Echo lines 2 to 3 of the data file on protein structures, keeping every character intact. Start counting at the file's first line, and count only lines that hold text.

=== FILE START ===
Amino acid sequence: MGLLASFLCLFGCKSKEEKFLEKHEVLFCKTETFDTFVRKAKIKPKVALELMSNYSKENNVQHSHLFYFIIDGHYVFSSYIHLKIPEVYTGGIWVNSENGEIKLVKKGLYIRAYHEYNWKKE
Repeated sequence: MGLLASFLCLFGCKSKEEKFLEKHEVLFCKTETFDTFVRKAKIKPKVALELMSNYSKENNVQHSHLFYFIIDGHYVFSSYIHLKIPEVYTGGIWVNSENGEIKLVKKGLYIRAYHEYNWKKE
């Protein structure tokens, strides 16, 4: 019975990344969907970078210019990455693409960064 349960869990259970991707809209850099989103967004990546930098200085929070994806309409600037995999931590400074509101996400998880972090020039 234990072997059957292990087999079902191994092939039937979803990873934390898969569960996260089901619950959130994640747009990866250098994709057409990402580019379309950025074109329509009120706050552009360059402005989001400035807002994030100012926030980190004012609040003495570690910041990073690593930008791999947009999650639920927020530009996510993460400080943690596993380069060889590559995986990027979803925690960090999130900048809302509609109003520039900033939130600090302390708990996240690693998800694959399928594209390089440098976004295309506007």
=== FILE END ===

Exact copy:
Repeated sequence: MGLLASFLCLFGCKSKEEKFLEKHEVLFCKTETFDTFVRKAKIKPKVALELMSNYSKENNVQHSHLFYFIIDGHYVFSSYIHLKIPEVYTGGIWVNSENGEIKLVKKGLYIRAYHEYNWKKE
């Protein structure tokens, strides 16, 4: 019975990344969907970078210019990455693409960064 349960869990259970991707809209850099989103967004990546930098200085929070994806309409600037995999931590400074509101996400998880972090020039 234990072997059957292990087999079902191994092939039937979803990873934390898969569960996260089901619950959130994640747009990866250098994709057409990402580019379309950025074109329509009120706050552009360059402005989001400035807002994030100012926030980190004012609040003495570690910041990073690593930008791999947009999650639920927020530009996510993460400080943690596993380069060889590559995986990027979803925690960090999130900048809302509609109003520039900033939130600090302390708990996240690693998800694959399928594209390089440098976004295309506007």